After years of 15 percent growth, the craft sector is down to the single digits. Part of that is to be expected in a maturing part of any market — but it’s also a result of a pushback by a handful of gargantuan global brewers, aided by slack government antitrust oversight. I worry that yet another major shift in the beer landscape is upon us — and this time, American consumers will be the losers.
We have seen a dramatic consolidation in our industry in recent years. It started in 2008 when the Department of Justice approved the creation of a duopoly in the beer industry by greenlighting a joint venture between Molson Coors and SABMiller (creating MillerCoors) and, five months later, the merger of Anheuser Busch and InBev.
Overnight, about 90 percent of domestic beer production was in the hands of two foreign-owned brewing giants. (The consolidation continued in 2016, when regulators approved the merger of SABMiller and AB InBev; SABMiller sold back its stake in MillerCoors, creating a new duopoly between Molson Coors and AB InBev.)
The immediate result was a 6 percent increase in beer prices and the end of a decades-long decline in real beer prices. Drinkers began paying almost $2 billion a year more for their beer. At least 5,000 Americans lost their jobs, and cost cutting followed, saving the new owners an estimated $2 billion. That money goes to those two foreign conglomerates that have been able to reduce their tax bills and move much of their profits offshore.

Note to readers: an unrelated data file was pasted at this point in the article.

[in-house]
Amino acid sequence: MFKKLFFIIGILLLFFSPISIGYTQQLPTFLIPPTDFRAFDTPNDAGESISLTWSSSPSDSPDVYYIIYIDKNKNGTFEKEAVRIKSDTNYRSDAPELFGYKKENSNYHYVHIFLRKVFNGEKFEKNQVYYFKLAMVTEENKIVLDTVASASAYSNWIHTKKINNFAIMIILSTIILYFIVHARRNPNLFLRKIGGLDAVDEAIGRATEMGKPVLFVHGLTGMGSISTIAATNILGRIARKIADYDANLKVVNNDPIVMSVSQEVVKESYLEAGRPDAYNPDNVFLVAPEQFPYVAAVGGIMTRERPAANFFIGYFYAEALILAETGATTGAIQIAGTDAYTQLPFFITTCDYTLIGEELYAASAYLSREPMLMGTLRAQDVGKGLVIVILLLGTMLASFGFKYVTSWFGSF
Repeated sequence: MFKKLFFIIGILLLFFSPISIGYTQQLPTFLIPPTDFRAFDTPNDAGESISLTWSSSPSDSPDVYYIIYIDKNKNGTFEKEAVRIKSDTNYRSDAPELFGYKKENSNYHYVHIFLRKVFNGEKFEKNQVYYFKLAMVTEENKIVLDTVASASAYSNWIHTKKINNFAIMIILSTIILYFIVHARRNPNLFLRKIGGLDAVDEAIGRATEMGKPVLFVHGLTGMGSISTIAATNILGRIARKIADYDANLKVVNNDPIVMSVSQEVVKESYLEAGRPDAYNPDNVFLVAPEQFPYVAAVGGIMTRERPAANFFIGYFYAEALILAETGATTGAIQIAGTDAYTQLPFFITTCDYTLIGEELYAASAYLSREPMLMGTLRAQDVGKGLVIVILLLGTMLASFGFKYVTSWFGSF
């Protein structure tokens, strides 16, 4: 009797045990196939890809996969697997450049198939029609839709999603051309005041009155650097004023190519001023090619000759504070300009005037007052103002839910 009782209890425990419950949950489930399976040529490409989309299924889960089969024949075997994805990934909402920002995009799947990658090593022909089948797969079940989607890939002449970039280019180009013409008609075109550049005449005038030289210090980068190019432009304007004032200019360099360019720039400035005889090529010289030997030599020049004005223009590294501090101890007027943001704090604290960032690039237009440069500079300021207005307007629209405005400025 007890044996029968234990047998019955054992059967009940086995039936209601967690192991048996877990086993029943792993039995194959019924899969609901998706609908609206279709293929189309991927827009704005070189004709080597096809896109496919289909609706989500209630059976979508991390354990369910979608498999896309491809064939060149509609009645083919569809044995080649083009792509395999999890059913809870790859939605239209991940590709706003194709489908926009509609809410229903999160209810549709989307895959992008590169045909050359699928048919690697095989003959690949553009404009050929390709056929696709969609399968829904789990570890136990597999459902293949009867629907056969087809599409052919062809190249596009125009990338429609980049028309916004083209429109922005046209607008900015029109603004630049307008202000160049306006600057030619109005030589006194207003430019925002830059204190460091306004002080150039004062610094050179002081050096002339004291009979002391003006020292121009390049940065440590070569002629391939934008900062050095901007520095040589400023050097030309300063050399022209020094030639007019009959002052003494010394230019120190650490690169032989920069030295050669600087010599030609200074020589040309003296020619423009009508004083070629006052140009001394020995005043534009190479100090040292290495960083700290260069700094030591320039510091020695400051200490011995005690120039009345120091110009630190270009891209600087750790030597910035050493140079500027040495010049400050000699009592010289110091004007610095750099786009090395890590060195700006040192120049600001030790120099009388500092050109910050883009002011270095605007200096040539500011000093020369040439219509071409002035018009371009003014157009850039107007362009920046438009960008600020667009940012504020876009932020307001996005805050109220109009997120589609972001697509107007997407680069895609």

This brewer’s duopoly has led to a second consolidation: wholesalers, the crucial intermediaries who distribute our beers to retailers. In 1980, there were 4,600 wholesalers in the country, and most markets had four or five competing wholesalers. Today, fewer than 3,000 remain, and in most local markets over 90 percent of the beer is controlled by distributors for these same two companies — one of which is dependent on AB InBev for most of its volume, and the other on Miller Coors.
These distributors are free to favor their primary suppliers over independent craft brewers when it comes to promotion, visibility, shelf space and marketing support. Laws passed in the 1970s to protect small “mom and pop” wholesalers from the big brewers are now obsolete and have the unintended consequence of creating an unfavorable balance of power — unfavorable to craft brewers and people who enjoy their beers.
Jim Koch, “Is It Last Call For Craft Beer?”, The New York Times (8 April 2017), A23.